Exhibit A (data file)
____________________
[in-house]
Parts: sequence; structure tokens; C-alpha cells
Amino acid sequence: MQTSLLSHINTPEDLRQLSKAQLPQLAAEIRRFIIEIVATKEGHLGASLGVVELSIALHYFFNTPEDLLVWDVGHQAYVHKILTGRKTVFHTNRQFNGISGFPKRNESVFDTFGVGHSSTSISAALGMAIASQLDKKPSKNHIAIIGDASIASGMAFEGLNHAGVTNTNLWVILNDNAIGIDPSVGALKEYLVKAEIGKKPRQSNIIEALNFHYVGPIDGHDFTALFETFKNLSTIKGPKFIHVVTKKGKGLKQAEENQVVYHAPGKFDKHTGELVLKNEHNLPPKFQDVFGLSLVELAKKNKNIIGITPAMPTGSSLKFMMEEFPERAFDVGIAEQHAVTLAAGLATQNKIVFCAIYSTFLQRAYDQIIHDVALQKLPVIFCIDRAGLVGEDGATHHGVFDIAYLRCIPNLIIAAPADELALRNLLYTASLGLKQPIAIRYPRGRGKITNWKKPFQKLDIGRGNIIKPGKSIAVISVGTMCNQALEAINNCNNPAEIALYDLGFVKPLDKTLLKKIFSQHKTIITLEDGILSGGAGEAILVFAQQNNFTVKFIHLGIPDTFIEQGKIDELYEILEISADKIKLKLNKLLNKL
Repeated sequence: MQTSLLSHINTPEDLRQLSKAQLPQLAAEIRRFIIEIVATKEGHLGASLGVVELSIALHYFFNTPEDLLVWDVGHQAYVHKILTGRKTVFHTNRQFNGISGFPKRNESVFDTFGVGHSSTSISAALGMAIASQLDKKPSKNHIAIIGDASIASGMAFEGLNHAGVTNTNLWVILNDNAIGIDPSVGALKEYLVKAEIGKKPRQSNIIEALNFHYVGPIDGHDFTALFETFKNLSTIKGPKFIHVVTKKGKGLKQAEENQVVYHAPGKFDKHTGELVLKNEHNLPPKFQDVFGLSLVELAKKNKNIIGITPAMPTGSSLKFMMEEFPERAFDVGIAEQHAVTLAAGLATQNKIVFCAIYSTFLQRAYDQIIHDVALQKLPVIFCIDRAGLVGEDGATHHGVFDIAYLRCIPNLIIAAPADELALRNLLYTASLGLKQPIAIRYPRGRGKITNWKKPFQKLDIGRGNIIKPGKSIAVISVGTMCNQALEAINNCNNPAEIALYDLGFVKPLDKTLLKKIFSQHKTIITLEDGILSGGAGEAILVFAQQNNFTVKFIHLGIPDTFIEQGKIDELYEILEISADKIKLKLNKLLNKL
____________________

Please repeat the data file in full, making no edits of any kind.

[in-house]
Parts: sequence; structure tokens; C-alpha cells
Amino acid sequence: MQTSLLSHINTPEDLRQLSKAQLPQLAAEIRRFIIEIVATKEGHLGASLGVVELSIALHYFFNTPEDLLVWDVGHQAYVHKILTGRKTVFHTNRQFNGISGFPKRNESVFDTFGVGHSSTSISAALGMAIASQLDKKPSKNHIAIIGDASIASGMAFEGLNHAGVTNTNLWVILNDNAIGIDPSVGALKEYLVKAEIGKKPRQSNIIEALNFHYVGPIDGHDFTALFETFKNLSTIKGPKFIHVVTKKGKGLKQAEENQVVYHAPGKFDKHTGELVLKNEHNLPPKFQDVFGLSLVELAKKNKNIIGITPAMPTGSSLKFMMEEFPERAFDVGIAEQHAVTLAAGLATQNKIVFCAIYSTFLQRAYDQIIHDVALQKLPVIFCIDRAGLVGEDGATHHGVFDIAYLRCIPNLIIAAPADELALRNLLYTASLGLKQPIAIRYPRGRGKITNWKKPFQKLDIGRGNIIKPGKSIAVISVGTMCNQALEAINNCNNPAEIALYDLGFVKPLDKTLLKKIFSQHKTIITLEDGILSGGAGEAILVFAQQNNFTVKFIHLGIPDTFIEQGKIDELYEILEISADKIKLKLNKLLNKL
Repeated sequence: MQTSLLSHINTPEDLRQLSKAQLPQLAAEIRRFIIEIVATKEGHLGASLGVVELSIALHYFFNTPEDLLVWDVGHQAYVHKILTGRKTVFHTNRQFNGISGFPKRNESVFDTFGVGHSSTSISAALGMAIASQLDKKPSKNHIAIIGDASIASGMAFEGLNHAGVTNTNLWVILNDNAIGIDPSVGALKEYLVKAEIGKKPRQSNIIEALNFHYVGPIDGHDFTALFETFKNLSTIKGPKFIHVVTKKGKGLKQAEENQVVYHAPGKFDKHTGELVLKNEHNLPPKFQDVFGLSLVELAKKNKNIIGITPAMPTGSSLKFMMEEFPERAFDVGIAEQHAVTLAAGLATQNKIVFCAIYSTFLQRAYDQIIHDVALQKLPVIFCIDRAGLVGEDGATHHGVFDIAYLRCIPNLIIAAPADELALRNLLYTASLGLKQPIAIRYPRGRGKITNWKKPFQKLDIGRGNIIKPGKSIAVISVGTMCNQALEAINNCNNPAEIALYDLGFVKPLDKTLLKKIFSQHKTIITLEDGILSGGAGEAILVFAQQNNFTVKFIHLGIPDTFIEQGKIDELYEILEISADKIKLKLNKLLNKL